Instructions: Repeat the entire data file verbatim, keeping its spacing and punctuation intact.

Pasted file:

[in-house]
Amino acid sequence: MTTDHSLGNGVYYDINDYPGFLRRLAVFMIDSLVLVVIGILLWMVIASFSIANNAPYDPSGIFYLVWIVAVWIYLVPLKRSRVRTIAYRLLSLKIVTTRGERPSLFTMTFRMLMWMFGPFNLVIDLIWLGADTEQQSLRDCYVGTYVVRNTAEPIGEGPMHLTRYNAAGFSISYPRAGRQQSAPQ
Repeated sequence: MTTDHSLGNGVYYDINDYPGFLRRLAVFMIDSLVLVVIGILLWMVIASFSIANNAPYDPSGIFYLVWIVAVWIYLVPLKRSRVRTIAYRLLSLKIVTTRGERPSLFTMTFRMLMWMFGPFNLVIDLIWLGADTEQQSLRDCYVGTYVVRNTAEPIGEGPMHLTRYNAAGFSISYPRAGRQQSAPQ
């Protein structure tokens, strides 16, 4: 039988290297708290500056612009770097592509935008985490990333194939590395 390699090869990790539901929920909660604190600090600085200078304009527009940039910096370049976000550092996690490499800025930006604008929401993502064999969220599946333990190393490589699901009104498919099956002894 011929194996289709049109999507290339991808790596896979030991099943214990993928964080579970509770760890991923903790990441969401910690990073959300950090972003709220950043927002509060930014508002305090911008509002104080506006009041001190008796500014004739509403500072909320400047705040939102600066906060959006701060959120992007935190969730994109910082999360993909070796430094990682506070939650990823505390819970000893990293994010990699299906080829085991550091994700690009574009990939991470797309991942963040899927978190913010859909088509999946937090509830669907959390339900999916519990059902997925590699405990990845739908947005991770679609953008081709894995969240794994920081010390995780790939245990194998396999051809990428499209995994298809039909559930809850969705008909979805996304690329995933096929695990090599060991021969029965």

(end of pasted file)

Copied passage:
[in-house]
Amino acid sequence: MTTDHSLGNGVYYDINDYPGFLRRLAVFMIDSLVLVVIGILLWMVIASFSIANNAPYDPSGIFYLVWIVAVWIYLVPLKRSRVRTIAYRLLSLKIVTTRGERPSLFTMTFRMLMWMFGPFNLVIDLIWLGADTEQQSLRDCYVGTYVVRNTAEPIGEGPMHLTRYNAAGFSISYPRAGRQQSAPQ
Repeated sequence: MTTDHSLGNGVYYDINDYPGFLRRLAVFMIDSLVLVVIGILLWMVIASFSIANNAPYDPSGIFYLVWIVAVWIYLVPLKRSRVRTIAYRLLSLKIVTTRGERPSLFTMTFRMLMWMFGPFNLVIDLIWLGADTEQQSLRDCYVGTYVVRNTAEPIGEGPMHLTRYNAAGFSISYPRAGRQQSAPQ
């Protein structure tokens, strides 16, 4: 039988290297708290500056612009770097592509935008985490990333194939590395 390699090869990790539901929920909660604190600090600085200078304009527009940039910096370049976000550092996690490499800025930006604008929401993502064999969220599946333990190393490589699901009104498919099956002894 011929194996289709049109999507290339991808790596896979030991099943214990993928964080579970509770760890991923903790990441969401910690990073959300950090972003709220950043927002509060930014508002305090911008509002104080506006009041001190008796500014004739509403500072909320400047705040939102600066906060959006701060959120992007935190969730994109910082999360993909070796430094990682506070939650990823505390819970000893990293994010990699299906080829085991550091994700690009574009990939991470797309991942963040899927978190913010859909088509999946937090509830669907959390339900999916519990059902997925590699405990990845739908947005991770679609953008081709894995969240794994920081010390995780790939245990194998396999051809990428499209995994298809039909559930809850969705008909979805996304690329995933096929695990090599060991021969029965």